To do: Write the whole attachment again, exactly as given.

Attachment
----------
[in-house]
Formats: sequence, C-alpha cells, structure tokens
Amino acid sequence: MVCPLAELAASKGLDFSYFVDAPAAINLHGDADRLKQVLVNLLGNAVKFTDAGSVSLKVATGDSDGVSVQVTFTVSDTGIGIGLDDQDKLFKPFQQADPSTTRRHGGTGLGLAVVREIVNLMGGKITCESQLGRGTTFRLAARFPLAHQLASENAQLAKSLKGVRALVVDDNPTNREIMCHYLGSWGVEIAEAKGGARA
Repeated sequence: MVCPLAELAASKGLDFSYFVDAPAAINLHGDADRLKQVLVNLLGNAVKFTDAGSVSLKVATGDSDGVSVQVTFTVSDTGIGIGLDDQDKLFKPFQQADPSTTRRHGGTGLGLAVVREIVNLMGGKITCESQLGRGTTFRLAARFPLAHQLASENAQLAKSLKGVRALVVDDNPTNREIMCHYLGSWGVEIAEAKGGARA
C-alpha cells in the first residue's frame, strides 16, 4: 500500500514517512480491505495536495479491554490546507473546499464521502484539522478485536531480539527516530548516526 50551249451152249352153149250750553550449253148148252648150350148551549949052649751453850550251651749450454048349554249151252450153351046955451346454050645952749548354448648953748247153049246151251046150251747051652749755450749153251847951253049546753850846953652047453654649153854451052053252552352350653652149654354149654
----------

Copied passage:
[in-house]
Formats: sequence, C-alpha cells, structure tokens
Amino acid sequence: MVCPLAELAASKGLDFSYFVDAPAAINLHGDADRLKQVLVNLLGNAVKFTDAGSVSLKVATGDSDGVSVQVTFTVSDTGIGIGLDDQDKLFKPFQQADPSTTRRHGGTGLGLAVVREIVNLMGGKITCESQLGRGTTFRLAARFPLAHQLASENAQLAKSLKGVRALVVDDNPTNREIMCHYLGSWGVEIAEAKGGARA
Repeated sequence: MVCPLAELAASKGLDFSYFVDAPAAINLHGDADRLKQVLVNLLGNAVKFTDAGSVSLKVATGDSDGVSVQVTFTVSDTGIGIGLDDQDKLFKPFQQADPSTTRRHGGTGLGLAVVREIVNLMGGKITCESQLGRGTTFRLAARFPLAHQLASENAQLAKSLKGVRALVVDDNPTNREIMCHYLGSWGVEIAEAKGGARA
C-alpha cells in the first residue's frame, strides 16, 4: 500500500514517512480491505495536495479491554490546507473546499464521502484539522478485536531480539527516530548516526 50551249451152249352153149250750553550449253148148252648150350148551549949052649751453850550251651749450454048349554249151252450153351046955451346454050645952749548354448648953748247153049246151251046150251747051652749755450749153251847951253049546753850846953652047453654649153854451052053252552352350653652149654354149654